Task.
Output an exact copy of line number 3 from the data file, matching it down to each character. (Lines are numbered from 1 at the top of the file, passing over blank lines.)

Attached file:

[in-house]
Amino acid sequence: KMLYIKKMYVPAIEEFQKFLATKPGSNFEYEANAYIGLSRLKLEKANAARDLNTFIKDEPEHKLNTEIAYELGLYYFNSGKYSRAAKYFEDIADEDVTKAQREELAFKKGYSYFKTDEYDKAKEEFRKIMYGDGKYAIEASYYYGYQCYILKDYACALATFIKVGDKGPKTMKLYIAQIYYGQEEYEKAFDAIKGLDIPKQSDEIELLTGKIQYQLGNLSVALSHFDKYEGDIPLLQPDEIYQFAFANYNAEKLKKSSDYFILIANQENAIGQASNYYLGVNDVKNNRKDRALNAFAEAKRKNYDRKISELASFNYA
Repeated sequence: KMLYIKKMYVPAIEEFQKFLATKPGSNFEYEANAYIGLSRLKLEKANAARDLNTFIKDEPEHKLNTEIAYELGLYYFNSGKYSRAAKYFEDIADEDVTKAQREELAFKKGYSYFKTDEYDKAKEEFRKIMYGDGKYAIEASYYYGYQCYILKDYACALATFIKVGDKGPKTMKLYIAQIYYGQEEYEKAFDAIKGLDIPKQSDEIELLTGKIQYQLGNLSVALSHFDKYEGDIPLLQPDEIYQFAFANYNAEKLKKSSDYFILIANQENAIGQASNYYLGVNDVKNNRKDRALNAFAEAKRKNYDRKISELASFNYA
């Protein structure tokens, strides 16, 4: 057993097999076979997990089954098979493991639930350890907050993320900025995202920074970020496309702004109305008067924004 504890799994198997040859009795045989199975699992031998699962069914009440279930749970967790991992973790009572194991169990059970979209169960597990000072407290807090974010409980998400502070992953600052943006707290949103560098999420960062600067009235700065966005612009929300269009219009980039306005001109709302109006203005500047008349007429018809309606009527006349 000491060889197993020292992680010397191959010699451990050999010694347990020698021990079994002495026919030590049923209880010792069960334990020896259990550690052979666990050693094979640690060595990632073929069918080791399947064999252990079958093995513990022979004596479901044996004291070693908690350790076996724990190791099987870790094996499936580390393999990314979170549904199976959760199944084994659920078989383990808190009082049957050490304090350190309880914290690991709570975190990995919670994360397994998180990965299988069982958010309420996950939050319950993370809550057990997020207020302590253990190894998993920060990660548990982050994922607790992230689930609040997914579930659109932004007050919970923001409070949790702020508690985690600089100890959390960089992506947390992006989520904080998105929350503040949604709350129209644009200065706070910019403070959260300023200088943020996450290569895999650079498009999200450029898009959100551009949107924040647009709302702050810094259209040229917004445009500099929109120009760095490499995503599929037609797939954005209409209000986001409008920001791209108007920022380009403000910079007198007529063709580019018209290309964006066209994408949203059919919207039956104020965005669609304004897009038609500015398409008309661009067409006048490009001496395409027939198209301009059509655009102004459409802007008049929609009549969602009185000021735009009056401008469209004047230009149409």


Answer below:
Repeated sequence: KMLYIKKMYVPAIEEFQKFLATKPGSNFEYEANAYIGLSRLKLEKANAARDLNTFIKDEPEHKLNTEIAYELGLYYFNSGKYSRAAKYFEDIADEDVTKAQREELAFKKGYSYFKTDEYDKAKEEFRKIMYGDGKYAIEASYYYGYQCYILKDYACALATFIKVGDKGPKTMKLYIAQIYYGQEEYEKAFDAIKGLDIPKQSDEIELLTGKIQYQLGNLSVALSHFDKYEGDIPLLQPDEIYQFAFANYNAEKLKKSSDYFILIANQENAIGQASNYYLGVNDVKNNRKDRALNAFAEAKRKNYDRKISELASFNYA